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With July (and the beginning of August) starting to garner a bit of positivity from the Street, I’d argue that it’s a bad idea to wait around for a return to those June lows before putting money to work. It seems prudent, given how common bear market bounces are these days. That said, by just sitting on the sidelines with too much cash, one runs the risk of missing out on a market rebound entirely. Yes, we’ve already had a huge upside move, and the risk/reward scenario may not be as great as it was a month ago!
That said, there are plenty of catch-up ideas to help you make the most of the best deals as they exist today. Stocks on your radar can easily get cheaper in a week or month from now. However, they can also get a lot more expensive. And if you see a stock at a discount to its intrinsic value, don’t be afraid to act with a partial position at minimum. Remember, you can always buy more if shares sag after you’ve bought.
TD Bank: A Dividend Aristocrat to buy while recession woes are partially baked in
Currently, I’m a fan of the Canadian banks. TD Bank (TSX:TD)(NYSE:TD) stands out to me as a great bank for your buck at current levels.
Shares of the Canadian bank with considerable US exposure are coming back after a plunge of around 28%. Shares are off around 22% from their peak of nearly $108 per share. The stock trades at just 10.4 times price to earnings (P/E), which is well below its five-year historical average P/E just north of 12. The price-to-book (P/B) multiple of 1.6 is also slightly below the five-year average P/B of 1.72.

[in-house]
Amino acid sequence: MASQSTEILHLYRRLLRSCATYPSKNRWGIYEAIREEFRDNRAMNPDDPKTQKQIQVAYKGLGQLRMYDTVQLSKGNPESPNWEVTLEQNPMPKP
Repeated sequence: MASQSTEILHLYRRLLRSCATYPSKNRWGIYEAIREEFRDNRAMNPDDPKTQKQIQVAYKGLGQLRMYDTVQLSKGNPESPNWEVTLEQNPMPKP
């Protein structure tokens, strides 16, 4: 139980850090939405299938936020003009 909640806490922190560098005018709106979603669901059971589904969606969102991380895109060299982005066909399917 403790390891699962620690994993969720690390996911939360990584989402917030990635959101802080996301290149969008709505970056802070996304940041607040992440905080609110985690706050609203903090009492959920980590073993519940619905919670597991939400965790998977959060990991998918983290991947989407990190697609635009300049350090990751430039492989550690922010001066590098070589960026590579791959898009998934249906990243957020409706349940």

Historically speaking, TD stock looks like a bargain. Although a 2023 recession could take a double-digit percentage hit on loan growth, one cannot ignore the margin-enhancing effect of higher interest rates.
Although elevated net interest margins (NIMs) won’t offset potential loan losses in a severe recession, I’d argue that if the Bank of Canada engineers a soft (or softer-than-expected) landing, TD may prove severely oversold at this juncture. In essence, the P/E and P/B multiples bake in an earnings slowdown that may not happen as drastically as investors expect.
TD Bank bolsters investment banking business with the acquisition of Cowen for US$1.3 billion
TD Bank has been incredibly active on the merger and acquisition (M&A) front in recent quarters. The Canadian bank will be very busy with the recently acquired First Horizon, which gives it a huge presence in the southwestern United States. Although the First Horizons deal recently hit a bit of a snag with federal regulators, I think the negative reaction on TD stock was overdone.
In any case, TD’s latest scoop-up of Cowen should provide a jolt to its capital markets business while also increasing its presence south of the border. Given recent damage done to the financial sector, I think TD’s Cowen takeover is a potential steal.
Indeed, TD is buying the dip, and it could accelerate its rebound once the next bull market is ready to come out.
If TD gets Cowen and First Horizons, the Canadian bank could be an unstoppable force and a must-own stock for Canadians seeking US exposure and next-level dividend growth.